“Mom, can I draw on my neck?”
It was spring and I was cleaning the kitchen — trying in vain to scrape the perpetual gick from the bottom of my toaster and scrub the perennial gunk from the base of the faucet — when I heard those words and glanced up, sponge in hand.
Indeed, my toddler’s palms, forearms, elbows, T-shirt and the tablecloth surrounding his untouched coloring book were lavishly scrawled with shamrock-green marker.
“And,” he was good enough to ask, “my hair, too?”
With that guileless question, a realization hit me bluntly, the way an upended dish of ice cream or an overturned bowl of oatmeal hits the floor (which it does frequently in our house): As long as there are children living here — and let’s just say it, boy children to boot — my home will never ever be clean. Not for one hour. Not for one minute. Not for the split second it takes a 2-year-old to uncap a fat green marker.
While I lean less toward the white-glove school of house cleaning in Adelaide and more toward the sweep-it-under-the-rug approach, my predicament is universal. Households with kids just don’t stay spit-polished the way adult dwellings do. It’s simple math. Playground sand + Lego obsession + inability to master a fork = insurmountable sty.
Why, then, are we breeders burdened with the delusion of spring cleaning?
Why do parents’ magazines and Target circulars and the commercials during Desperate Housewives keep insisting it’s time to stock up on fresh-smelling cleansers and under-bed boxes and all-purpose microfiber cloths?
What, pray tell, would be the point?
If I followed my kids around all day with a spray bottle and a roll of paper towels, obliterating a syrupy handprint here and a muddy footprint there, I would only have to do it all again tomorrow. Aside from preparing lunch, any job that must be repeated daily is a form of torture — like Sisyphus forced to push his onerous, downward-tending boulder up the mountain.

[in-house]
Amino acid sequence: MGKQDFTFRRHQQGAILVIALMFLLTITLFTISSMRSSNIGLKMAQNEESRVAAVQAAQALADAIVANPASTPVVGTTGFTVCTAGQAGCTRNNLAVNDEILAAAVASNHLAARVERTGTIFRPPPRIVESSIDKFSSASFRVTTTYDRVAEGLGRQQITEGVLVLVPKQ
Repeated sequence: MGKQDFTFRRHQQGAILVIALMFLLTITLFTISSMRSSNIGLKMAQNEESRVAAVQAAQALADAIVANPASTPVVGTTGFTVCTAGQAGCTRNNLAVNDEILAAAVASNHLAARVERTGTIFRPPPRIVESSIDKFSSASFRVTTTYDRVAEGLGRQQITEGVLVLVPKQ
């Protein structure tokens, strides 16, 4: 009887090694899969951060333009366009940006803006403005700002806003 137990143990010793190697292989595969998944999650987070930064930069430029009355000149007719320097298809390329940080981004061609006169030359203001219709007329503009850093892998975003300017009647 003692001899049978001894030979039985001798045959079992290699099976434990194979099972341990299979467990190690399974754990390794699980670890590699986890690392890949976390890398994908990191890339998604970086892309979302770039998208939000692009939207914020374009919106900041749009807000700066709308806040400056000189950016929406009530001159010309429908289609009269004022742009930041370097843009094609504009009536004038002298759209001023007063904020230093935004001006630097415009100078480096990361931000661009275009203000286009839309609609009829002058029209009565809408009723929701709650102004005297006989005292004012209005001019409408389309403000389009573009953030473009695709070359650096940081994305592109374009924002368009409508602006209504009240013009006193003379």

Are the gods angry at us parents? Are we being punished with this yearly nudge toward neatness? Or is “spring cleaning” just a cruel marketing ploy by the same sadists who brought us New Year’s resolutions, Valentine’s Day and Lent (OK, that one’s been around a while) — annual rituals designed to make us feel feckless and feeble-willed?
Show me the genius who coined the phrase “spring cleaning” and I’ll show you a childless ad exec with a live-in maid.
Forgive me if I sound angry. I’d brandish a little more tact and diplomacy if only I could find them. But they’re buried beneath piles of ketchup-stained laundry. Or they may be jammed at the back of the fridge behind that sticky bottle of Magic Shell from the great sundae party of 2003. I really can’t remember the last time I saw them.
I adore the idea of spring cleaning, the promise, however cruel and deluding, that it’s possible to clear out all the cobwebs and, um, dog hair, that collects in the corners of our lives. And I am envious — as green, in fact, as my son’s graffiti’d arms — when I see other people’s gleaming baseboards, steam-cleaned carpets and organized Tupperware drawers. I’m only human.
But those things are not attainable in my house. Not in this decade. Not while there are necks to be scribbled on. They’re just a few of the many infeasible ideals of motherhood that collect, unnoticed, in the corners of my life.
If you come across one while attempting to tidy your roost this spring, I recommend you do what I do: Sweep it under the rug.